Pyranha Everest - Review
The Everest takes the benchmark Burn design, and adds extra length and volume for longer trips. This is the load carrying expedition kayak that will fit the big boys too!
More length, more bow rocker, more aggressive deck profiling and slightly softer edges all combine to make a super predictable expedition river kayak and excellent confidence inspiring river runner.
What I Say:-
I took one of these out for session at CIWW just to see what I thought of it. The outfitting was excellent and had full range of adjustments, and rather unusually I didn't have to have the footrest set to the most distant point - there's room in this boat for someone easily a few inches taller then me if not more (remembering that I'm 6'4" that's pretty big).
A few rounds of the course to see and what I thought - how did it feel? Well first off lets get the obvious out of the way - this is a pretty big boat, it made the features at CIWW consistently easy and feel small. There's no really big boof drops at CIWW, but it appears to release ok and felt pretty capable. On the other hand first couple of rounds it felt kind of twitchy and had to be driven very hard to avoid what I would consider a bit of buffeting by eddy lines or any angled waves. Then the obvious answer hit me - this boat needs some load, I added a few kilos of weight (stones) into the back and it felt as solid as a rock. I can honestly say I don't like the feel of the boat as much as I do the Dagger boats I've tried, but I couldn't pick a particular thing that I dislike, it may just be that I've developed a bias towards Dagger over the years.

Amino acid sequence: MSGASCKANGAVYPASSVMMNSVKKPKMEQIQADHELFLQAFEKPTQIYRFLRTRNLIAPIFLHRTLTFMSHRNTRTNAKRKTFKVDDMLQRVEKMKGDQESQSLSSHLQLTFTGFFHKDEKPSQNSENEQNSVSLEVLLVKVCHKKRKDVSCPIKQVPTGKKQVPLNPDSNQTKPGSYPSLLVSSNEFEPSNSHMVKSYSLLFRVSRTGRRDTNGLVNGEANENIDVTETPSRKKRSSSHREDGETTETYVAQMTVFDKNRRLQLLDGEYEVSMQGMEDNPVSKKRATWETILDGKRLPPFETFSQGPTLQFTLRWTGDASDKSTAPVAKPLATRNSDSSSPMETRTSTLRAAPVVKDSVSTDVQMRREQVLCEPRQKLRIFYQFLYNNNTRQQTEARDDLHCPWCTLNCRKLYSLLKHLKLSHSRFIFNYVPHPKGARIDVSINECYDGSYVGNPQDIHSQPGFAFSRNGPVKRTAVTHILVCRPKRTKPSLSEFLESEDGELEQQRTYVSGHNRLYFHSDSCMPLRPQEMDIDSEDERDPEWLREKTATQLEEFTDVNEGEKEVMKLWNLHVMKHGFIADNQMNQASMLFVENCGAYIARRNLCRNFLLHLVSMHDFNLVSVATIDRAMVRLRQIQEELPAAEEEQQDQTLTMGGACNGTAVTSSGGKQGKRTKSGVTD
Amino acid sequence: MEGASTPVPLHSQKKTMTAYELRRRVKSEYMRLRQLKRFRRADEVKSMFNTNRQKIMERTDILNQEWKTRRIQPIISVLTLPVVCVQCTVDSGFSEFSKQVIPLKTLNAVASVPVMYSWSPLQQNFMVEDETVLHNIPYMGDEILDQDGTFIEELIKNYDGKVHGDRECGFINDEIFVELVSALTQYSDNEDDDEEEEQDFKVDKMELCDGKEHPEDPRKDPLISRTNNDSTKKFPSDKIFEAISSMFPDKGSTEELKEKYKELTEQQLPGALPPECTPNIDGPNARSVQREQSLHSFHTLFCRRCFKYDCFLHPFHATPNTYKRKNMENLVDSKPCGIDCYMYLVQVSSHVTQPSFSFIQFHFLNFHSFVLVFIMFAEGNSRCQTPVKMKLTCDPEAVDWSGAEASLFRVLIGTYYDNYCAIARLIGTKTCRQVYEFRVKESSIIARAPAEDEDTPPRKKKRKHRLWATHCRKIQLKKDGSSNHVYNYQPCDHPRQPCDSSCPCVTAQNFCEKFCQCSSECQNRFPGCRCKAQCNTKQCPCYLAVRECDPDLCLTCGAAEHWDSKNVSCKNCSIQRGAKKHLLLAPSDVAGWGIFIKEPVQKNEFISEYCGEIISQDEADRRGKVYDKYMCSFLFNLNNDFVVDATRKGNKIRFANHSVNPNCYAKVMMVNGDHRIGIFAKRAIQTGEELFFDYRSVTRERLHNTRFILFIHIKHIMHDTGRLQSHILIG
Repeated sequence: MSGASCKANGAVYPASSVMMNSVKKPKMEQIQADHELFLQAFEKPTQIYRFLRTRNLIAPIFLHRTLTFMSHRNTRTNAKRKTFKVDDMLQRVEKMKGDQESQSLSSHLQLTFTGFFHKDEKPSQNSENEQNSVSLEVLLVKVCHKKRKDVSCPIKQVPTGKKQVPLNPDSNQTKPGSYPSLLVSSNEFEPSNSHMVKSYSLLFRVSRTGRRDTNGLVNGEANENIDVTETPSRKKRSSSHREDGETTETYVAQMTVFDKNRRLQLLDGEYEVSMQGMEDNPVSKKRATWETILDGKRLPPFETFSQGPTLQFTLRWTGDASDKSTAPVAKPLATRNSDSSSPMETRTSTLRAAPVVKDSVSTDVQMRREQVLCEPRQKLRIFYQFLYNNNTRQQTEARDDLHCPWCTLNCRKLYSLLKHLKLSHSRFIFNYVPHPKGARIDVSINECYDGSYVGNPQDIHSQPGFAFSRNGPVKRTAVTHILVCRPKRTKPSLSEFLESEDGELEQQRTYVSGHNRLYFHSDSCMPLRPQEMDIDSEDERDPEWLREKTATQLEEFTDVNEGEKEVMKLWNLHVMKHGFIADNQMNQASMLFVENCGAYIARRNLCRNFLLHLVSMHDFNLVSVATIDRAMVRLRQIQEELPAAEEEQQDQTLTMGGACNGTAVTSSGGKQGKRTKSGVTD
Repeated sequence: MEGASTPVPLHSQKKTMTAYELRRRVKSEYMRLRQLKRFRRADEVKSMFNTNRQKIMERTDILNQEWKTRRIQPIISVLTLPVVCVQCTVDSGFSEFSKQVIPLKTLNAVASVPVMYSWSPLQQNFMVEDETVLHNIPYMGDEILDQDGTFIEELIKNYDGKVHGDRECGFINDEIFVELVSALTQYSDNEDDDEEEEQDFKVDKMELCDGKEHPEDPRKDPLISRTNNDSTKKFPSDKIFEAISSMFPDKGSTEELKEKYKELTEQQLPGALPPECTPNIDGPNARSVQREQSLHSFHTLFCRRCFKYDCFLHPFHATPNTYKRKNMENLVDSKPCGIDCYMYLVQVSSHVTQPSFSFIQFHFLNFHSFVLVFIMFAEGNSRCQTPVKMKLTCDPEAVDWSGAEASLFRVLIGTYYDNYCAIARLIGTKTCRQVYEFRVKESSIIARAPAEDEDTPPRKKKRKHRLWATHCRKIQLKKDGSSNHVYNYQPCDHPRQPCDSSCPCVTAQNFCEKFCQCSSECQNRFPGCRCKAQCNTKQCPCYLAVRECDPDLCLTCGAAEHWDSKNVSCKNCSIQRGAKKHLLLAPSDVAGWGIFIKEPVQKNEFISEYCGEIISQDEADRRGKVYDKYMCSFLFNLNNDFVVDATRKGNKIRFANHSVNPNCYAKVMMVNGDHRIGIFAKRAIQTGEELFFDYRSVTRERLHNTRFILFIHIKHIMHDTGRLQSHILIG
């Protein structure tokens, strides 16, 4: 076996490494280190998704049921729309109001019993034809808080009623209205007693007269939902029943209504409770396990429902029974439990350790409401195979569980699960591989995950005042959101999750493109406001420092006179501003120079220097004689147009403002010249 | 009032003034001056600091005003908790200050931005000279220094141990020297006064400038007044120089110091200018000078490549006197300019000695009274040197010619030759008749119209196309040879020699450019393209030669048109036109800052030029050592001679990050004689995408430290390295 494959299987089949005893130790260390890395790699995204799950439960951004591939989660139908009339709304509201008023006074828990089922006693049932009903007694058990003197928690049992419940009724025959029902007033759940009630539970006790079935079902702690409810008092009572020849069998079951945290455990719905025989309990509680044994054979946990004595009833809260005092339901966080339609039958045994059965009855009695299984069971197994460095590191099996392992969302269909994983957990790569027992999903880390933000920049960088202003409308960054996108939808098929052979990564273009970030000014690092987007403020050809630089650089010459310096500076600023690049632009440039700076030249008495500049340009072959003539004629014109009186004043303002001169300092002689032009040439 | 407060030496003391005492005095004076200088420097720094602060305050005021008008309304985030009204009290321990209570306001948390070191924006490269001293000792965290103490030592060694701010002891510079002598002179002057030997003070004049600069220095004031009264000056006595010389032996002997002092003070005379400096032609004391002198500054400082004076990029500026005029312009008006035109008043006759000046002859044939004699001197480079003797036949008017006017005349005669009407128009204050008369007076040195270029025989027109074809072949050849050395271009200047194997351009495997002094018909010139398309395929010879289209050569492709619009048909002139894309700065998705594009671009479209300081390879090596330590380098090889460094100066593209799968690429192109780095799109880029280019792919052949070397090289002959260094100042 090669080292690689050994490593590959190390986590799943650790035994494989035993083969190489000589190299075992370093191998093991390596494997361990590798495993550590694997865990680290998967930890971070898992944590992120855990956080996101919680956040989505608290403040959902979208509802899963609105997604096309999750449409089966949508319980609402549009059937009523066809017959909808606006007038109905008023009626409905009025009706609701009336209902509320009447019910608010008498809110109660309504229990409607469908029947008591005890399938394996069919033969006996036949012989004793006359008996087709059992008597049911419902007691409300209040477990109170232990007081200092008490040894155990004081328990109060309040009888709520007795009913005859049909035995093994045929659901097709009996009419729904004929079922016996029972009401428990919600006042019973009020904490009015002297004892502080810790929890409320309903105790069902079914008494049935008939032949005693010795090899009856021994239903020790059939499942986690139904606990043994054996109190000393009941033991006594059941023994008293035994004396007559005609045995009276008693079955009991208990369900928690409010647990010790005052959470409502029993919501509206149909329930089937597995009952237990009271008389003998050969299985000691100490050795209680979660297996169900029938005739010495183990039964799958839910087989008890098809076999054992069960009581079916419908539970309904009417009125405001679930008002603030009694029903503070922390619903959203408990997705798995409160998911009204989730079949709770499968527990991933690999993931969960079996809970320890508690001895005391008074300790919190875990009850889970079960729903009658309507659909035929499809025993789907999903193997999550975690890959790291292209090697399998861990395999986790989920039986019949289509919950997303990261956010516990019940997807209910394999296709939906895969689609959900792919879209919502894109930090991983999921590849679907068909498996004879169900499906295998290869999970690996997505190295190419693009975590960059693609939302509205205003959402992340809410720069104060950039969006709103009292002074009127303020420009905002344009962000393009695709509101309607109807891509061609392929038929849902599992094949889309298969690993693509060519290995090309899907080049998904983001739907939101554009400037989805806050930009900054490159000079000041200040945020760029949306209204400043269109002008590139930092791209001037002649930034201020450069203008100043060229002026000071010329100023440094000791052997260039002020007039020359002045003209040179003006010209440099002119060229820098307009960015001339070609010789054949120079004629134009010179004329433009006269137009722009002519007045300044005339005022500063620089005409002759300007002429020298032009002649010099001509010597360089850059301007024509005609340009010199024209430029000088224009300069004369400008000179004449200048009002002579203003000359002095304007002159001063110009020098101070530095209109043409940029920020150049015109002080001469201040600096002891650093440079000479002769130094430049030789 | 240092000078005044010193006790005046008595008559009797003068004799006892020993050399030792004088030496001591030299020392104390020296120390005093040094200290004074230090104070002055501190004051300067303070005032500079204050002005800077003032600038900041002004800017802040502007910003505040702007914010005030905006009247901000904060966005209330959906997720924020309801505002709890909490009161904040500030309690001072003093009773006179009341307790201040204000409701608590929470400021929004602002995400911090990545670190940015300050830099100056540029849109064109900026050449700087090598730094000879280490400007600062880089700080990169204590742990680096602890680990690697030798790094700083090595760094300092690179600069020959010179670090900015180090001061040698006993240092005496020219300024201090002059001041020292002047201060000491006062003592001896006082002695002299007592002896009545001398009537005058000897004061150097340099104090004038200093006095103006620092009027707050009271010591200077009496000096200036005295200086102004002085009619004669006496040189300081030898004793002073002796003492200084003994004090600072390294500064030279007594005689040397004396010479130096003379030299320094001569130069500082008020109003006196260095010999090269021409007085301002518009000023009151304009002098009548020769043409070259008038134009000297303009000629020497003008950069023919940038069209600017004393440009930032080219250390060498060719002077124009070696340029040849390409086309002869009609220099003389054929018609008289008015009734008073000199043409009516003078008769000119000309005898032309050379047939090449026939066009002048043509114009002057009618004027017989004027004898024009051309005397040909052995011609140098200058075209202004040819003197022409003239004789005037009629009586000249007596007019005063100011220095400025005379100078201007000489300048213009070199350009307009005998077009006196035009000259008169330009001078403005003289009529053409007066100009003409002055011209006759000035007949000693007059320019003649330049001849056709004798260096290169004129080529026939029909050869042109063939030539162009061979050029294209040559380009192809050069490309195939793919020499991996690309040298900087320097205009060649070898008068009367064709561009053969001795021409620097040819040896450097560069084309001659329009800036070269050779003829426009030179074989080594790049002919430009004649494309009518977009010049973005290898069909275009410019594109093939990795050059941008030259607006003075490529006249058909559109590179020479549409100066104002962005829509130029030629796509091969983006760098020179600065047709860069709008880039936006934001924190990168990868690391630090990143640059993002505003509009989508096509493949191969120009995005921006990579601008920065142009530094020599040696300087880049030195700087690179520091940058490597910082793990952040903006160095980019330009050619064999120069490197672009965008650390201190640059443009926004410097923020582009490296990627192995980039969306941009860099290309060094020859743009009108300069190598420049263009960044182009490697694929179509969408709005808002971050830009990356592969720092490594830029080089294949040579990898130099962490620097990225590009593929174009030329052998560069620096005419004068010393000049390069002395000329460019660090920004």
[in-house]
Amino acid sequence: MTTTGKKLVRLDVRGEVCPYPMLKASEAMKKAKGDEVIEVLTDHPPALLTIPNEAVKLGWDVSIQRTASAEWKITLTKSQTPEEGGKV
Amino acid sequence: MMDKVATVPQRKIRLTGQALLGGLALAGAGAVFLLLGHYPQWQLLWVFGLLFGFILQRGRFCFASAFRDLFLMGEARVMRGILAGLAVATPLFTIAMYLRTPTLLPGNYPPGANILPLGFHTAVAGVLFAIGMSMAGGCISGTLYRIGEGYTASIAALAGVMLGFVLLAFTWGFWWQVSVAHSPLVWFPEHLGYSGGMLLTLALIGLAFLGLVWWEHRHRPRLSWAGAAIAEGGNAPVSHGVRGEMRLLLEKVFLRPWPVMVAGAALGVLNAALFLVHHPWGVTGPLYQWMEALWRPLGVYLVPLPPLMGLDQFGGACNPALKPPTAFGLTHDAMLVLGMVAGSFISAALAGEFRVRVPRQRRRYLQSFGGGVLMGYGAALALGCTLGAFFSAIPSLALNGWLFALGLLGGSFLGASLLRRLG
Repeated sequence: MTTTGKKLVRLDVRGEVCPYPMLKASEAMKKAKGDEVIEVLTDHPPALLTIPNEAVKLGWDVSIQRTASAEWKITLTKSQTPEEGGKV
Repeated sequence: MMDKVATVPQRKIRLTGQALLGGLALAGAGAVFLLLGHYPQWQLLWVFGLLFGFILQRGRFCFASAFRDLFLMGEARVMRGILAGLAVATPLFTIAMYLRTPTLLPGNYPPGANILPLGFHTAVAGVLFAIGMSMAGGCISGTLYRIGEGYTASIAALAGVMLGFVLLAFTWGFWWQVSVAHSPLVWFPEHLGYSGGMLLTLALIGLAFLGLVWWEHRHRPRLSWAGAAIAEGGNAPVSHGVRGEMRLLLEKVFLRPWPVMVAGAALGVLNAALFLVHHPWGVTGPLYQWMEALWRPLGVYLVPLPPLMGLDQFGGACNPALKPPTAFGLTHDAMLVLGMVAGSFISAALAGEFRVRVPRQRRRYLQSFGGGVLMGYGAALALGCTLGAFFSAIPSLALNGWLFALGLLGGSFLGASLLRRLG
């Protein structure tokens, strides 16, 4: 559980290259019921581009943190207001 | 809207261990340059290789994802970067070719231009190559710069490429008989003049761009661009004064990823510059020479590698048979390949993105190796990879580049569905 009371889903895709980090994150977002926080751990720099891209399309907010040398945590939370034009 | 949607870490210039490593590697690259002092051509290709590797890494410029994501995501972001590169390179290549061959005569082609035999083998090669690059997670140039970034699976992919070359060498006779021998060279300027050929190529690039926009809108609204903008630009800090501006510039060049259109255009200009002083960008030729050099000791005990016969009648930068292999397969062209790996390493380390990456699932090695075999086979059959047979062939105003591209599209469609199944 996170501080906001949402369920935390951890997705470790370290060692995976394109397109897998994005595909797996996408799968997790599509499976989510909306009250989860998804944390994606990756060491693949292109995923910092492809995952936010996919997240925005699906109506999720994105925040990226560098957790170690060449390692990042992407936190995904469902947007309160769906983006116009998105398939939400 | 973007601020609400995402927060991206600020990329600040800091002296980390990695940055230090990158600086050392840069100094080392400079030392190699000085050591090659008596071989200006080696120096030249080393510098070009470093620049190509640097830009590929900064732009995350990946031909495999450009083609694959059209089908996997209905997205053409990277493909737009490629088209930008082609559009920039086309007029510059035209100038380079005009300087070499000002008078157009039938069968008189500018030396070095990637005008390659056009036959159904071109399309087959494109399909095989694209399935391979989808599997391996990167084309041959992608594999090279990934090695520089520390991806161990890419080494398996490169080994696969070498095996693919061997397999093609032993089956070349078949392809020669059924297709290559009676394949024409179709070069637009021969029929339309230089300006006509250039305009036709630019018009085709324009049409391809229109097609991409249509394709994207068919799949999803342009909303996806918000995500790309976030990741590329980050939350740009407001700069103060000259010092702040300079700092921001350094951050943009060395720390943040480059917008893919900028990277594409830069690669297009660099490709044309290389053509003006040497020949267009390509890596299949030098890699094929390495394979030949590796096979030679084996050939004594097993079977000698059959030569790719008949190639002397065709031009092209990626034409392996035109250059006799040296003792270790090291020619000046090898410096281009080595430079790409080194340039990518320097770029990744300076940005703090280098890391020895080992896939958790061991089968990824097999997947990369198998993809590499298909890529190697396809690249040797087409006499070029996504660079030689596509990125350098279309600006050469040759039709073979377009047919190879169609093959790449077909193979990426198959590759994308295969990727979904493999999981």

My basic overview is that if I was expecting to go on a WW trip that was self supporting for quite a few days then this would be a weapon of choice, if I'm not carrying anything other than standard rescue kit I would take something else. It does exactly what the team Pyranha set out to do, but other than those big trips (which I haven't done for many years) I think it would just sit in the garage.